Alabaster with traces of paint and gilding
Overall: 56.5 x 26 x 10.5 cm (22 1/4 x 10 1/4 x 4 1/8 in.)
Purchase from the J. H. Wade Fund 1954.387
The surface of alabaster works can vary. By differentiating the intensity of polishing, it is possible for sculptures to create a surface with varying degrees of luster, or shine.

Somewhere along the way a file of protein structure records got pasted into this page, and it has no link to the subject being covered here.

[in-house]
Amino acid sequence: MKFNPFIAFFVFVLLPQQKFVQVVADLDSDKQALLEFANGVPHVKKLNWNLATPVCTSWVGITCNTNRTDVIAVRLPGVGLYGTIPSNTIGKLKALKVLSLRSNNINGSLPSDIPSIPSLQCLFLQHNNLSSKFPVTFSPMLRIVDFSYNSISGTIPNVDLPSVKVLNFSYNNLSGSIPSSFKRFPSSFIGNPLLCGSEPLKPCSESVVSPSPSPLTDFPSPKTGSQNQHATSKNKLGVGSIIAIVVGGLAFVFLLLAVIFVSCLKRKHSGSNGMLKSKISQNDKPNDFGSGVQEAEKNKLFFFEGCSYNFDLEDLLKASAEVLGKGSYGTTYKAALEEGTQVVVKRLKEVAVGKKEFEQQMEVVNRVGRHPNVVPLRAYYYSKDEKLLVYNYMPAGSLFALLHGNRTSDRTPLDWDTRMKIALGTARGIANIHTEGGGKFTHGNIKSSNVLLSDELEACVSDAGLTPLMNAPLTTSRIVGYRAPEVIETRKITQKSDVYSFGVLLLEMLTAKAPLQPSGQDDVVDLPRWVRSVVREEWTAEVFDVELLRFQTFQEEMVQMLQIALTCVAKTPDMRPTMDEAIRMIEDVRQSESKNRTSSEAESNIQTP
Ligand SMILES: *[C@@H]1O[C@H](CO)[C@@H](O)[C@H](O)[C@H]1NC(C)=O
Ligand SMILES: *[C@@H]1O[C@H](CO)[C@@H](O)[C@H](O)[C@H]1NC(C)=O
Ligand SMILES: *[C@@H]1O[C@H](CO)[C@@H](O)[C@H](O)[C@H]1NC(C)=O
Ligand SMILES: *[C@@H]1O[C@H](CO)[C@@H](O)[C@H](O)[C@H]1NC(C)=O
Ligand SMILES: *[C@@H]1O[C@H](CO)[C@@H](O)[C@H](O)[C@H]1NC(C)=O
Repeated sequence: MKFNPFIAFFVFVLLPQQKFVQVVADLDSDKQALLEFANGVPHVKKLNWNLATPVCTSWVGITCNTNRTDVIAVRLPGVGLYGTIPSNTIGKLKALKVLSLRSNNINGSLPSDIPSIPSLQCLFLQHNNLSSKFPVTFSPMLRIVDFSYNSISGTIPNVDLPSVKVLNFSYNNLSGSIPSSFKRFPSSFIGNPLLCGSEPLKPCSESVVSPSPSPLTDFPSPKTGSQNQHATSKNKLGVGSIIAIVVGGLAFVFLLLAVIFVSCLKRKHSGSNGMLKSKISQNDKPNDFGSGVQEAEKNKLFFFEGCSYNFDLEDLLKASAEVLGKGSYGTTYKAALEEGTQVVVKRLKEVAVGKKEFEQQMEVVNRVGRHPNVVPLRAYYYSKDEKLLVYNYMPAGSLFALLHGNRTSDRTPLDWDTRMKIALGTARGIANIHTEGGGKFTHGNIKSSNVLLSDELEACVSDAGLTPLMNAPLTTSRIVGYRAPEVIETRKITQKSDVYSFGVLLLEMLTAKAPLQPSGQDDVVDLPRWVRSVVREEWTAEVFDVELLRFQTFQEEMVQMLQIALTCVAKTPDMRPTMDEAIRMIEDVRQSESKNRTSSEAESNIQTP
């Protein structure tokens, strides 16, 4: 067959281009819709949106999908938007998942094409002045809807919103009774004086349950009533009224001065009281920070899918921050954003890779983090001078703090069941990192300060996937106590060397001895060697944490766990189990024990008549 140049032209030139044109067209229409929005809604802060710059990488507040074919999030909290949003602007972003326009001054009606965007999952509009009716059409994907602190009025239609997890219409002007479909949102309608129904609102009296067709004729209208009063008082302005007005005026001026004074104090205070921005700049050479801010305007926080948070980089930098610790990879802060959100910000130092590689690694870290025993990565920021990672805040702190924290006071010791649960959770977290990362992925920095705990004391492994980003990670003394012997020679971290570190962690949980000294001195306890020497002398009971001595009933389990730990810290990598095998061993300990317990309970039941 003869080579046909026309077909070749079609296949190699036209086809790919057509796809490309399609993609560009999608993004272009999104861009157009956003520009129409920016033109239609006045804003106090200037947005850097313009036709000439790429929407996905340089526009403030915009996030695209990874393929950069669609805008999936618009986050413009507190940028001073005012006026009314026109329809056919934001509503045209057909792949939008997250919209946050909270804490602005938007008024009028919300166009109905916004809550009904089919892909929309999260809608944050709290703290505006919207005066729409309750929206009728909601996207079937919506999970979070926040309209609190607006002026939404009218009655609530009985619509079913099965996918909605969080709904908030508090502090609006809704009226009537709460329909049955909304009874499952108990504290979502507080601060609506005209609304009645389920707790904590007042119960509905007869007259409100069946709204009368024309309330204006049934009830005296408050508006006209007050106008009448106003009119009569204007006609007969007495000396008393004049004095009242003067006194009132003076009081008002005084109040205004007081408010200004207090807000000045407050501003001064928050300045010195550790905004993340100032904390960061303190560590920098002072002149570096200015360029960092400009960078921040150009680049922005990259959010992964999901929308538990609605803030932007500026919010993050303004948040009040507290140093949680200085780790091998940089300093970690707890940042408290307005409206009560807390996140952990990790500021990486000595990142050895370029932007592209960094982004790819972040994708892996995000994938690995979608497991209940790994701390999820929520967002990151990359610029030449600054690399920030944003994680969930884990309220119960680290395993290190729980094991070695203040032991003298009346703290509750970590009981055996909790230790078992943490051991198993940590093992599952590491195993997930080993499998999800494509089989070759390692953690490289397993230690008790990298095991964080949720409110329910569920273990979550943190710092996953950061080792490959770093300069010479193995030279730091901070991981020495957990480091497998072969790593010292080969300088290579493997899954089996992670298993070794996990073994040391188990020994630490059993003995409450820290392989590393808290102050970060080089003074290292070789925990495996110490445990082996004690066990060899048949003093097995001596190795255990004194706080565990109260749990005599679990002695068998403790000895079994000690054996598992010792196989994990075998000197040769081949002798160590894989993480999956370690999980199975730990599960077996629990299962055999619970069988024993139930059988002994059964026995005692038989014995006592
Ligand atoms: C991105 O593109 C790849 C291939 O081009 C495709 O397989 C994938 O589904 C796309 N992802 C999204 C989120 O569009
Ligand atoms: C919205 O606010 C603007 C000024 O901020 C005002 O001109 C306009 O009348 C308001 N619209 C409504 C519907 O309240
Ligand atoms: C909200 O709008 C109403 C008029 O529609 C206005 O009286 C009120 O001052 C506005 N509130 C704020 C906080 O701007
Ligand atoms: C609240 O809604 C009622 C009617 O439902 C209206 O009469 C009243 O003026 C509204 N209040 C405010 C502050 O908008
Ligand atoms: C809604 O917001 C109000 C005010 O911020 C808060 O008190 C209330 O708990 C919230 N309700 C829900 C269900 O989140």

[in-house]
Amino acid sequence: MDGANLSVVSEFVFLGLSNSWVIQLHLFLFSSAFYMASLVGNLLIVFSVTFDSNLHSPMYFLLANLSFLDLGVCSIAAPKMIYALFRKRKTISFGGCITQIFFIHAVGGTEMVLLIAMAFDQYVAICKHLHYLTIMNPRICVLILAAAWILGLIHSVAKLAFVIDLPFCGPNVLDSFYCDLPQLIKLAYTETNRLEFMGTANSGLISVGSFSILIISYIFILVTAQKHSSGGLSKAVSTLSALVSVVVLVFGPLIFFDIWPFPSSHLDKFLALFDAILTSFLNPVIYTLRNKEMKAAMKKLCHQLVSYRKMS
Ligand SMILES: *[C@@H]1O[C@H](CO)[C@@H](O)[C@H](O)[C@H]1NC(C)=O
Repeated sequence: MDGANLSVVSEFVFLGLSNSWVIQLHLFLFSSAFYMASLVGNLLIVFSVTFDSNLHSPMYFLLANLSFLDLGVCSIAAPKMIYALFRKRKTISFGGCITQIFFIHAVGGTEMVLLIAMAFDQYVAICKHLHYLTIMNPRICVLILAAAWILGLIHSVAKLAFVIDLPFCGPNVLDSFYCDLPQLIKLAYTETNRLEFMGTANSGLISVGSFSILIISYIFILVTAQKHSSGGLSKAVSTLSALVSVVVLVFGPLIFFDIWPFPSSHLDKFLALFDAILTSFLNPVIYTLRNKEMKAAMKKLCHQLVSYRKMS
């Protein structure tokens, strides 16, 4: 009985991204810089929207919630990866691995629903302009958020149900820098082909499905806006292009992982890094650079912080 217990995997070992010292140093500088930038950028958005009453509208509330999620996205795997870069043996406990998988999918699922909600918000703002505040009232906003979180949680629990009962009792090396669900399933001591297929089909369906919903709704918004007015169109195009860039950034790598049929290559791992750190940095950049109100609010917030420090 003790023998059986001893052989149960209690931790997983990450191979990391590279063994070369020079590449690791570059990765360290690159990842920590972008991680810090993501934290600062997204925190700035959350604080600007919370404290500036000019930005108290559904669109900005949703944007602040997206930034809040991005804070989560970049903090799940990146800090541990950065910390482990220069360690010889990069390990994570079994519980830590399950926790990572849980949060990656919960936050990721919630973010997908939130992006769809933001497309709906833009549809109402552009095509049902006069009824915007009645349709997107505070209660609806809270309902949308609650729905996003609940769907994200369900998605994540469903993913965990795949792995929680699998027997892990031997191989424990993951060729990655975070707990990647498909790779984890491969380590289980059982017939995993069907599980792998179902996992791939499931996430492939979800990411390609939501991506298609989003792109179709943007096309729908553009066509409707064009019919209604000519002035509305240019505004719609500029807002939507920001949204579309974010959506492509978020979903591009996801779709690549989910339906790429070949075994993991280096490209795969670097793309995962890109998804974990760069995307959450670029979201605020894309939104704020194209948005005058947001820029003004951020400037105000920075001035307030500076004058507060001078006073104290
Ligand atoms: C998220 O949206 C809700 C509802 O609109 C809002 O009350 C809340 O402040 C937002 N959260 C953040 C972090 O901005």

In France, the use of alabaster began in the late 1200s for funerary monuments. The Archangel Gabriel, together with its counterpart, the Virgin Mary (now in the Louvre Museum, Paris) is part of an Annunciation. This is a rare example of alabaster sculpture from the 1300s. The alabaster comes from a quarry near Malaucène in Provence (France), making it an instance of long-distance trade of the rare material. Although the figure is very flat, it was likely made to also be viewed from the back, where there are remnants of gilding and the peacock feathers of the angel’s wing.
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